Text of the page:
Department of Justice Seal Department of Justice
FOR IMMEDIATE RELEASE
FRIDAY, MAY 21, 2004
WWW.USDOJ.GOV
TAX
(202) 514-2007
TDD (202) 514-1888

FEDERAL COURT IN WASHINGTON STATE HALTS TAX-SCAM PROMOTION

Tacoma Man Who Promoted False Tax Claims Required To Disclose Names Of Customers


WASHINGTON, D.C. - The Justice Department announced today that a federal court in Seattle has barred Jack Cohen of Tacoma, Washington, from selling his tax fraud schemes. The schemes are based on a discredited argument, repeatedly found frivolous by many courts, called the “U.S. Sources” or “Section 861 argument.” The “argument,” named after the provision of the federal tax code it misinterprets, posits that U.S. citizens are not required to pay taxes on income they receive from sources within the United States.

“Tax-scam promoters cheat not only their customers and the Federal treasury but also all law-abiding taxpayers. Some scams even teach people how to harass their employers and obstruct the administration of the tax system,” said Eileen J. O’Connor, Assistant Attorney General for the Justice Department’s Tax Division. “The Department of Justice is working methodically to shut down tax fraud scams of all varieties.”

The court issued an order, called a preliminary injunction, which will remain in effect while the case remains pending. Pursuant to the court’s order, Cohen is barred from selling the Section 861 argument and any other abusive tax schemes. He must post a copy of the injunction on his website and must remove all false statements about the tax laws on the site. The order also requires Cohen send a copy of the court’s order to his customers and requires him to give the Justice Department a list of his customers.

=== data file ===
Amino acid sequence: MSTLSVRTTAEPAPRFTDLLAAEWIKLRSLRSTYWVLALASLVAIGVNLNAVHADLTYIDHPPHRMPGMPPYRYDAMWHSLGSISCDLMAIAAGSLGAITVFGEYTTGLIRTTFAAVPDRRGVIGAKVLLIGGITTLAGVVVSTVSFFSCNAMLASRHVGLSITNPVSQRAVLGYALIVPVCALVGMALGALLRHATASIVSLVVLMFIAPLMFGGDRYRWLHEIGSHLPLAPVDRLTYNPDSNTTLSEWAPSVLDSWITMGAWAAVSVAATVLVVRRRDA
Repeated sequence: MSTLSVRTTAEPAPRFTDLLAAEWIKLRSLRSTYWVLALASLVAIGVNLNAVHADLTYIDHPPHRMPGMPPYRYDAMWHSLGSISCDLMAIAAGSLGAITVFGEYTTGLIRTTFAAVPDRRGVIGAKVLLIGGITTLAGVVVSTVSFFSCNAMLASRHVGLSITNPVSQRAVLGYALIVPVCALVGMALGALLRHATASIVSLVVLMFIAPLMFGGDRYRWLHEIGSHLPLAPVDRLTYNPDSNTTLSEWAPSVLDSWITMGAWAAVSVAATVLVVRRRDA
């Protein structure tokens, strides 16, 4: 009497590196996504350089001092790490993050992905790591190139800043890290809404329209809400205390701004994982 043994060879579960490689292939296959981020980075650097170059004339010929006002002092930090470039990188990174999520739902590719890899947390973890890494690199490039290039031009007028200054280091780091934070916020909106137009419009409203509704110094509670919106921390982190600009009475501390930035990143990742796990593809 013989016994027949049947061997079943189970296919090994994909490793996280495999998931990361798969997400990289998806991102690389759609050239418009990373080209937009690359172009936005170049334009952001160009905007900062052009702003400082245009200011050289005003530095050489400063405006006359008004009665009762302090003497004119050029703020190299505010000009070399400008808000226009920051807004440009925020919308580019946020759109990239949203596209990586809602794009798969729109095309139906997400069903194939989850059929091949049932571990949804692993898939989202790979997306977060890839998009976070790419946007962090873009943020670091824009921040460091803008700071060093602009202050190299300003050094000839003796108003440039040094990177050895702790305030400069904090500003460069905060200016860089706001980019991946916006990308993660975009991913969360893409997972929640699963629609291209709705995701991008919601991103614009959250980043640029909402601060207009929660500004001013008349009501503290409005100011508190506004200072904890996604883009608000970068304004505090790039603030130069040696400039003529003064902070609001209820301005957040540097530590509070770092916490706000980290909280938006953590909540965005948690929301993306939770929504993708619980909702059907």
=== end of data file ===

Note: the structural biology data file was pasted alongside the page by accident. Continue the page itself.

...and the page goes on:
Papers filed in the case show that Cohen, through his “Tax Ax” website, told employers to stop withholding federal income and social security taxes from the wages of their employees, and sold products such as the “W-4 Killer Pack,” which he advertised as “a kit for employees who wish to stop the withholding process.” He also sold the “Tax-Collecting Employer Challenge” for $250, a kit which told employees to send letters to their employers threatening to sue them unless they stopped withholding taxes from their paychecks. More information on this case is available at http://www.usdoj.gov/tax/prtax/txdv04092.htm.

This is the latest in a series of injunctions the Justice Department has obtained in its continuing effort to shut down tax-scam promotions. Information on other recent injunctions entered and suits filed can be found at the Justice Department Tax Division website, http://www.usdoj.gov/tax/taxpress2004.htm.

Related Documents:
  United States v.
  Jack Cohen

 
Preliminary Injunction

(PDF document)

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